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Determine whether the sequence is increasing, decreasing, or not monotonic. Is the sequence bounded?$ a_n = \frac{1 - n}{2 +n} $

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Calculus 2 / BC

Chapter 11

Infinite Sequences and Series

Section 1

Sequences

Series

Oregon State University

Harvey Mudd College

Boston College

Lectures

01:59

In mathematics, a series is, informally speaking, the sum of the terms of an infinite sequence. The sum of a finite sequence of real numbers is called a finite series. The sum of an infinite sequence of real numbers may or may not have a well-defined sum, and may or may not be equal to the limit of the sequence, if it exists. The study of the sums of infinite sequences is a major area in mathematics known as analysis.

02:28

In mathematics, a sequence is an enumerated collection of objects in which repetitions are allowed. Like a set, it contains members (also called elements, or terms). The number of elements (possibly infinite) is called the length of the sequence. Unlike a set, order matters, and exactly the same elements can appear multiple times at different positions in the sequence. Formally, a sequence can be defined as a function whose domain is either the set of the natural numbers (for infinite sequences) or the set of the first "n" natural numbers (for a finite sequence). A sequence can be thought of as a list of elements with a particular order. Sequences are useful in a number of mathematical disciplines for studying functions, spaces, and other mathematical structures using the convergence properties of sequences. In particular, sequences are the basis for series, which are important in differential equations and analysis. Sequences are also of interest in their own right and can be studied as patterns or puzzles, such as in the study of prime numbers.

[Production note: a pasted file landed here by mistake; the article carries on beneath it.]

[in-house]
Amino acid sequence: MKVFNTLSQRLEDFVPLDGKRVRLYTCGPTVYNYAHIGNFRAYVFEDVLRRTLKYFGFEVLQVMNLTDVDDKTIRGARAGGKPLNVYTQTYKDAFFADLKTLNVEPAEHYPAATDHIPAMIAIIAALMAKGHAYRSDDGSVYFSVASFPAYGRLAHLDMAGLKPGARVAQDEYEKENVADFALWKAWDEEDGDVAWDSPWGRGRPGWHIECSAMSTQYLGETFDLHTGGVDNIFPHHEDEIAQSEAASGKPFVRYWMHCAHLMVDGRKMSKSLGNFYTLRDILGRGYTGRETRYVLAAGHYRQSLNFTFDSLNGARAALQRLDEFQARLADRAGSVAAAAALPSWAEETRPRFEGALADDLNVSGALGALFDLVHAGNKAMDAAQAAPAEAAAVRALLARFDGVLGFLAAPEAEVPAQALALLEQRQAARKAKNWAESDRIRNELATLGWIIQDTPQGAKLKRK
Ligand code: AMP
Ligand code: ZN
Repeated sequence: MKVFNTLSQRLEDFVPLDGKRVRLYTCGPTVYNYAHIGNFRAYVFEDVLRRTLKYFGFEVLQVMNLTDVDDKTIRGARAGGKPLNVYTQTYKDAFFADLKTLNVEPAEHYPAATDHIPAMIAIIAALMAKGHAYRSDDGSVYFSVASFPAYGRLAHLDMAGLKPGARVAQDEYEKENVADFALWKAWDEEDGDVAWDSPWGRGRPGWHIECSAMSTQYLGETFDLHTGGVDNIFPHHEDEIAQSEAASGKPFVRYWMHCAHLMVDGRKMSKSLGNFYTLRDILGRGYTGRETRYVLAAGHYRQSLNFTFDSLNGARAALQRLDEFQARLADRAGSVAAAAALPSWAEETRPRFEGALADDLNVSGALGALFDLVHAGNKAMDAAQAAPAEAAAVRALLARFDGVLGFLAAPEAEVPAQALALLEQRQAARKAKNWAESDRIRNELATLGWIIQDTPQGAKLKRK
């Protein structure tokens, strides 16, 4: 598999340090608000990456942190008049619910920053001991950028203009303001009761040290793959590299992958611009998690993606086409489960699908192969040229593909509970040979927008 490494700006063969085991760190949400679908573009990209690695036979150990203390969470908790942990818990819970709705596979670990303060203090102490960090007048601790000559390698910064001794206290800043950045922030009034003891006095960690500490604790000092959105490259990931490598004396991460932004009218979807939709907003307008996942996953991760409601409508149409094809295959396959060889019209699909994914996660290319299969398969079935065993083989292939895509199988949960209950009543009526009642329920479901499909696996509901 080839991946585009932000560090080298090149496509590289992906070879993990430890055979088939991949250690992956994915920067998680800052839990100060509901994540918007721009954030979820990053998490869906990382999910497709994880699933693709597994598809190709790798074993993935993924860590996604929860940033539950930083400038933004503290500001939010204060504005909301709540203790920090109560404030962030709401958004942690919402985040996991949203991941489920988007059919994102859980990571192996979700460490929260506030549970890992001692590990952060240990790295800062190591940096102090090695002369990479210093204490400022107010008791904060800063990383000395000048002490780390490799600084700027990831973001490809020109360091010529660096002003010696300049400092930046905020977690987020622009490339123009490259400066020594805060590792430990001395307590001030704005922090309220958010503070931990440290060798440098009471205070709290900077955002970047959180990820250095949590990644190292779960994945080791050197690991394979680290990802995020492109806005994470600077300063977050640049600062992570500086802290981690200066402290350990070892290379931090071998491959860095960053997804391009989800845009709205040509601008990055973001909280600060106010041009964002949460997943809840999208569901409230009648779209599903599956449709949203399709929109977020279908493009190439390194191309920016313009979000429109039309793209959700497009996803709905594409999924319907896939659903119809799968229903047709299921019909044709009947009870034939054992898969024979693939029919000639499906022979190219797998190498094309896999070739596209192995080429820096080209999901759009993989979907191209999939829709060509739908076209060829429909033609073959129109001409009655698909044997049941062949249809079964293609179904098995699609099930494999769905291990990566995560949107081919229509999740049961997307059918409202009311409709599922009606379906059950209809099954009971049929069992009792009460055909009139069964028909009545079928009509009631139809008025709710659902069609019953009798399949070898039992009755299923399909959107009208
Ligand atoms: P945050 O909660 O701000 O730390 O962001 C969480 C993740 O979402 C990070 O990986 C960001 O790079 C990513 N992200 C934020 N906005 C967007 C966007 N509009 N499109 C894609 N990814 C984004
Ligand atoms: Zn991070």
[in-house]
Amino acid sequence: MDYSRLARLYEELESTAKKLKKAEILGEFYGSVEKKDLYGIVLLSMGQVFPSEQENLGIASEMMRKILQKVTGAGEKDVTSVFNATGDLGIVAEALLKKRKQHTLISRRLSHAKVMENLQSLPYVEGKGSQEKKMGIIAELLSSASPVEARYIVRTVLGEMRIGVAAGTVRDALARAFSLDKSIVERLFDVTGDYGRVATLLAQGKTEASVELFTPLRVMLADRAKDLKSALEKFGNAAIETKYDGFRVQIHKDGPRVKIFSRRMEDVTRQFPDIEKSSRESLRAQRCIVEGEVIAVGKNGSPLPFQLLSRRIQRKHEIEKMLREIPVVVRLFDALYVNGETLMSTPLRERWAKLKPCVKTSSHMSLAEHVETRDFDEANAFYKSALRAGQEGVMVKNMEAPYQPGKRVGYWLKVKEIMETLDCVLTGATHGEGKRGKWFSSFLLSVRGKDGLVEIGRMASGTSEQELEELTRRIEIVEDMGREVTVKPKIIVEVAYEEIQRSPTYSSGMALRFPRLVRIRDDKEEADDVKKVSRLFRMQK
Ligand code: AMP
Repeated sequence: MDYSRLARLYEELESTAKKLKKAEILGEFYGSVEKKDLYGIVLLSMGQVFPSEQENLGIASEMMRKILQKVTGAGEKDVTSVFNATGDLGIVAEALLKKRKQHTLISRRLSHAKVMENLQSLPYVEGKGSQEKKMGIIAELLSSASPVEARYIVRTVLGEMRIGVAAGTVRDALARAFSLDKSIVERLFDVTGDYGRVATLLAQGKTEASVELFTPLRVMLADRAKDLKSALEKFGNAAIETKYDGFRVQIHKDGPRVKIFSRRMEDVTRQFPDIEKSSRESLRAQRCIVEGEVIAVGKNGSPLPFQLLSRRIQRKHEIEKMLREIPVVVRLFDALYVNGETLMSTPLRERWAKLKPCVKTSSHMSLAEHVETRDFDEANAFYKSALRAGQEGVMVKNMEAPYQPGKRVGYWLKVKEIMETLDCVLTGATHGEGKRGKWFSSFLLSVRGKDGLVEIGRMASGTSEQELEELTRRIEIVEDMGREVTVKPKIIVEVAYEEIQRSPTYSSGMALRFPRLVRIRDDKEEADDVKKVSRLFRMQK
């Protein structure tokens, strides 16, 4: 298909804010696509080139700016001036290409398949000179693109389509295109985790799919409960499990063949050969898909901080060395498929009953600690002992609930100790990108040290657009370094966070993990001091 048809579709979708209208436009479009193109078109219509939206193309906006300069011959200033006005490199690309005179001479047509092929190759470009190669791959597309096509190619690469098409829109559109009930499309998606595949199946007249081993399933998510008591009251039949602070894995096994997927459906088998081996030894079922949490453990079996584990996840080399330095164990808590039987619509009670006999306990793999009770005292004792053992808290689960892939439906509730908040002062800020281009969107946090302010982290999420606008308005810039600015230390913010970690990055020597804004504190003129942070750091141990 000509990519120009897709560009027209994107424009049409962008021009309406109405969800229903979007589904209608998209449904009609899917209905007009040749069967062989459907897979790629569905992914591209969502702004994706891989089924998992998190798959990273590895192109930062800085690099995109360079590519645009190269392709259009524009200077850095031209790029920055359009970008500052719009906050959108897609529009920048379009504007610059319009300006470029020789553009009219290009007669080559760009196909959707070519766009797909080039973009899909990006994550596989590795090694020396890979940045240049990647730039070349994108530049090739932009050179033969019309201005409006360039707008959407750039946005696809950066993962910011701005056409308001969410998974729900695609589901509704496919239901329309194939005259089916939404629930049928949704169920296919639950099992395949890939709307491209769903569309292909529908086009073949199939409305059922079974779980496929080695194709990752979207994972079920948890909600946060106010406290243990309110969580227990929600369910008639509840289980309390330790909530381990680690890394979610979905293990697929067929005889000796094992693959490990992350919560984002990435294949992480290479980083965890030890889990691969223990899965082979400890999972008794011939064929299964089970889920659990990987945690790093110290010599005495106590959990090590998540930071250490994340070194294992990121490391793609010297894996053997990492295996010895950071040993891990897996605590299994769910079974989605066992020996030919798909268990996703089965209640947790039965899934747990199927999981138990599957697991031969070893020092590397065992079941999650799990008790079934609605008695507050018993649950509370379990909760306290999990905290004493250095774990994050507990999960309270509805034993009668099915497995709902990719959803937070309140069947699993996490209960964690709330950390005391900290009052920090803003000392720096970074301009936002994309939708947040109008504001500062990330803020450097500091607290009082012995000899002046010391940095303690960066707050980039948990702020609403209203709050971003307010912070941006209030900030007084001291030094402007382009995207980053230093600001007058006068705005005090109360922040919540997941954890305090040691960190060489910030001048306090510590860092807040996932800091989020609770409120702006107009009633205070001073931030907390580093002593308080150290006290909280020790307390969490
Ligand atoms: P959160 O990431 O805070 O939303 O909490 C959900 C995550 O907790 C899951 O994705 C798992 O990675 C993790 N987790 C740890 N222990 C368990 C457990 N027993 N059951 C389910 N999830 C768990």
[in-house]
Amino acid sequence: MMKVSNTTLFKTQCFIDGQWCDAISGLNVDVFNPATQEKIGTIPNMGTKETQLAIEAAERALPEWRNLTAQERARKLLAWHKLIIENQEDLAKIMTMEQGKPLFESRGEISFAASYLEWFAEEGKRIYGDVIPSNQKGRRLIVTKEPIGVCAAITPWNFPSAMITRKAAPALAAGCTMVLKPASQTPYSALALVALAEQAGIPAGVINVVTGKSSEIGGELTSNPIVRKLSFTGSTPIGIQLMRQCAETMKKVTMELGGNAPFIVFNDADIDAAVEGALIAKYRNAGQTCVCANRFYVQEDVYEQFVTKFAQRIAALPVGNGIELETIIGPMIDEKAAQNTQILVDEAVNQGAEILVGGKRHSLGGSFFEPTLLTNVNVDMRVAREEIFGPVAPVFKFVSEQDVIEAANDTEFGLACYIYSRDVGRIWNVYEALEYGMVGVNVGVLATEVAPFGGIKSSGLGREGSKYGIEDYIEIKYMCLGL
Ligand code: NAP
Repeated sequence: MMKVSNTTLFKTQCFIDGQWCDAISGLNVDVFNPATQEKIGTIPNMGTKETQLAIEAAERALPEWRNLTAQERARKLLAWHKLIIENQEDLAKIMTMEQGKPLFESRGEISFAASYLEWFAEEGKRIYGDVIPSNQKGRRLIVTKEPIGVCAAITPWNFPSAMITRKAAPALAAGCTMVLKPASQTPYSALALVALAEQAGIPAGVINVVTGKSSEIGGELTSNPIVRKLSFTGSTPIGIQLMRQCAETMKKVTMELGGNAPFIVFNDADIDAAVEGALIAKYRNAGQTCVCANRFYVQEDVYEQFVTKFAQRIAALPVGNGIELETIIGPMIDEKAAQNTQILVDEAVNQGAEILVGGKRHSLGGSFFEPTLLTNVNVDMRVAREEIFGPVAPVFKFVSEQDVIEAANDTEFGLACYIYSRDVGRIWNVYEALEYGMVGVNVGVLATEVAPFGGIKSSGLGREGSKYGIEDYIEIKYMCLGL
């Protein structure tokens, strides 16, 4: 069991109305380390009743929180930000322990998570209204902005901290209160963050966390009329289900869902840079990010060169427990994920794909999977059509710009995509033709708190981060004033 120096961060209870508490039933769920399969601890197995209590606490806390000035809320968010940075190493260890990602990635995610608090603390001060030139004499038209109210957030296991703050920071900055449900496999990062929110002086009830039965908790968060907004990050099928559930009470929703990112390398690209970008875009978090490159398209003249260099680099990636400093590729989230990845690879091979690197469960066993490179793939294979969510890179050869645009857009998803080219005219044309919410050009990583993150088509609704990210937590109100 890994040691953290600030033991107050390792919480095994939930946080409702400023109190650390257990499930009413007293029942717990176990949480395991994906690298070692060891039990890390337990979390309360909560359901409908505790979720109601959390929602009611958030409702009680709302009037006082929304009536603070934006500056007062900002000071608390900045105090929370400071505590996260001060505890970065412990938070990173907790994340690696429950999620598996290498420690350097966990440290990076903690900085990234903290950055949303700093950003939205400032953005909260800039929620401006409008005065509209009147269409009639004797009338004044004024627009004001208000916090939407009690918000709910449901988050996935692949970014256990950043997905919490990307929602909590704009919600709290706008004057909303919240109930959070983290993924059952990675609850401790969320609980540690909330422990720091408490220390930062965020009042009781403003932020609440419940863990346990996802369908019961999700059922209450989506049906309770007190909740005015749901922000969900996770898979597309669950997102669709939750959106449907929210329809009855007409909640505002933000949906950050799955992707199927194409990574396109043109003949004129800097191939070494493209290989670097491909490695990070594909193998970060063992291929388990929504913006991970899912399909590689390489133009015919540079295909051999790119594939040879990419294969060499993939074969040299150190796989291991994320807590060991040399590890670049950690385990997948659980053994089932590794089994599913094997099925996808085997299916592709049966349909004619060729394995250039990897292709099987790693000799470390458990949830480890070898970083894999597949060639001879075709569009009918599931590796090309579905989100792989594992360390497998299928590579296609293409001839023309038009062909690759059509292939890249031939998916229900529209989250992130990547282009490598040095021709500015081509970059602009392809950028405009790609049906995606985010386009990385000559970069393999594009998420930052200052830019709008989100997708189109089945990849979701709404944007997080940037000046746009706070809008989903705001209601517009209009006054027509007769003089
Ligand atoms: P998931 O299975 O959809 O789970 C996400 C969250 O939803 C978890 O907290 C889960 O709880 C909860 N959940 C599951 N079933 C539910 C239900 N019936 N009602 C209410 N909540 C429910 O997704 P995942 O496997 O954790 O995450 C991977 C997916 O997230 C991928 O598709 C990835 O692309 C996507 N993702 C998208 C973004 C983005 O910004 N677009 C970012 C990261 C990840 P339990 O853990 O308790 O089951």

02:37

Determine whether the sequ…

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let's determine whether this sequence is increasing or decreasing. Or perhaps it's neither. In which case we say it's not monotone. Then we'LL see whether or not it's founded, so to show that it's monotone well, we can do is try to show. For example, if we'LL claim that it's decreasing, which will be the case here, then this means that that the following term is no larger than the previous her for all in. So we can go ahead and show this by algebraic Lee by hand, or we can look at the function. Sometimes this is just more convenient to use. Let's go ahead and use X so we can use some calculus, take derivatives and so on. Then here we're defining f such that F event equals an so to show that the end sequence is decreasing. We'LL just show Epps decreasing and to show ifs decreasing well to show that the derivative is negative. Okay, so let's go ahead and compute that derivative f prime of X. We're using the quotient rule here, So you recall the question rule don't. So we go ahead and take the derivative of the numerator so it's minus one and then times the denominator minus the numerator times, the derivative of the denominator over the denominator squared. Now that numerator loose that's minus two, minus X minus one plus x So those exes will cancel and I have negative three over a square, and this is always negative, that denominators positive. But the numerator is negative, so the fraction is always negative. So this allows us to conclude that the sequence and is increasing. So now the next part is whether or not this thing is actually bounded. Let's go to the next page. Since a M is decreasing, we have at the limit of, and if it exists, it's less than or equals who a N is less than or equal to a one. So this is due to the fact on ly that it's decreasing a ones the largest. You're only getting smaller after a one. This is why I am is less than or equal, say one. And since the sequence is continuing to decrease, the limit, if it exists, will be the smallest of them all. And for this problem we have a one that's equal to zero. We can go ahead and find a limited a and just buy using some algebra or Lopez House rule. In either case, this is negative one so that we've just shown that A N is between negative one and zero. This is for all in. Therefore, the sequences also abounded. So going on to the next page to summarize and is bounded and is decreasing, and that's our final answer.

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